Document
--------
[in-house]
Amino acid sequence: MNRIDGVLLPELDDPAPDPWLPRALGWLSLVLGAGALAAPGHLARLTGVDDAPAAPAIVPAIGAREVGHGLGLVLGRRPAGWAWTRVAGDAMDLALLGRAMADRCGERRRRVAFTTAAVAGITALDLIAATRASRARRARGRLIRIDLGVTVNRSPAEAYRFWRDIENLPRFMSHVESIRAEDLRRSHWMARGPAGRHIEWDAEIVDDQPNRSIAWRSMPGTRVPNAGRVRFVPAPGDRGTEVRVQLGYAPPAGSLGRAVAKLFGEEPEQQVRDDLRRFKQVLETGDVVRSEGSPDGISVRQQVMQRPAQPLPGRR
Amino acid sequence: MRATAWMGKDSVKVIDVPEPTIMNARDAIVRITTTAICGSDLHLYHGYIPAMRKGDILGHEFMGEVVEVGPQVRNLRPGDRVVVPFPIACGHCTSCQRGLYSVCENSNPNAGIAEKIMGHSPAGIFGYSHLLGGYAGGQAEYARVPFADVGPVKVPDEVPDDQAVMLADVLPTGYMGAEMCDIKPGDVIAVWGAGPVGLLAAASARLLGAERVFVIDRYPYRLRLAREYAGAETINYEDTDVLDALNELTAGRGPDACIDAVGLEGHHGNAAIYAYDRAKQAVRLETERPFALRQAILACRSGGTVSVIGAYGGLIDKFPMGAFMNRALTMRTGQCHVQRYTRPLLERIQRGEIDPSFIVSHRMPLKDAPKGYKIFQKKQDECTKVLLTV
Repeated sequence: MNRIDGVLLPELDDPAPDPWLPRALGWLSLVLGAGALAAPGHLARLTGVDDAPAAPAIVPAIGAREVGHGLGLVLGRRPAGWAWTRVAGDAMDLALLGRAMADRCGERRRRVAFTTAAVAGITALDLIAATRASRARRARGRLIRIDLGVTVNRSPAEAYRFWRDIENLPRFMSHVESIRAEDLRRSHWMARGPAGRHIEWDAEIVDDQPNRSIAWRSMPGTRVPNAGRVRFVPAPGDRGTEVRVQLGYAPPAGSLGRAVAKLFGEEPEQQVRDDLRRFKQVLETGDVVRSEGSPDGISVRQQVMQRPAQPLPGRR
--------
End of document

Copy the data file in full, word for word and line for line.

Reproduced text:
[in-house]
Amino acid sequence: MNRIDGVLLPELDDPAPDPWLPRALGWLSLVLGAGALAAPGHLARLTGVDDAPAAPAIVPAIGAREVGHGLGLVLGRRPAGWAWTRVAGDAMDLALLGRAMADRCGERRRRVAFTTAAVAGITALDLIAATRASRARRARGRLIRIDLGVTVNRSPAEAYRFWRDIENLPRFMSHVESIRAEDLRRSHWMARGPAGRHIEWDAEIVDDQPNRSIAWRSMPGTRVPNAGRVRFVPAPGDRGTEVRVQLGYAPPAGSLGRAVAKLFGEEPEQQVRDDLRRFKQVLETGDVVRSEGSPDGISVRQQVMQRPAQPLPGRR
Amino acid sequence: MRATAWMGKDSVKVIDVPEPTIMNARDAIVRITTTAICGSDLHLYHGYIPAMRKGDILGHEFMGEVVEVGPQVRNLRPGDRVVVPFPIACGHCTSCQRGLYSVCENSNPNAGIAEKIMGHSPAGIFGYSHLLGGYAGGQAEYARVPFADVGPVKVPDEVPDDQAVMLADVLPTGYMGAEMCDIKPGDVIAVWGAGPVGLLAAASARLLGAERVFVIDRYPYRLRLAREYAGAETINYEDTDVLDALNELTAGRGPDACIDAVGLEGHHGNAAIYAYDRAKQAVRLETERPFALRQAILACRSGGTVSVIGAYGGLIDKFPMGAFMNRALTMRTGQCHVQRYTRPLLERIQRGEIDPSFIVSHRMPLKDAPKGYKIFQKKQDECTKVLLTV
Repeated sequence: MNRIDGVLLPELDDPAPDPWLPRALGWLSLVLGAGALAAPGHLARLTGVDDAPAAPAIVPAIGAREVGHGLGLVLGRRPAGWAWTRVAGDAMDLALLGRAMADRCGERRRRVAFTTAAVAGITALDLIAATRASRARRARGRLIRIDLGVTVNRSPAEAYRFWRDIENLPRFMSHVESIRAEDLRRSHWMARGPAGRHIEWDAEIVDDQPNRSIAWRSMPGTRVPNAGRVRFVPAPGDRGTEVRVQLGYAPPAGSLGRAVAKLFGEEPEQQVRDDLRRFKQVLETGDVVRSEGSPDGISVRQQVMQRPAQPLPGRR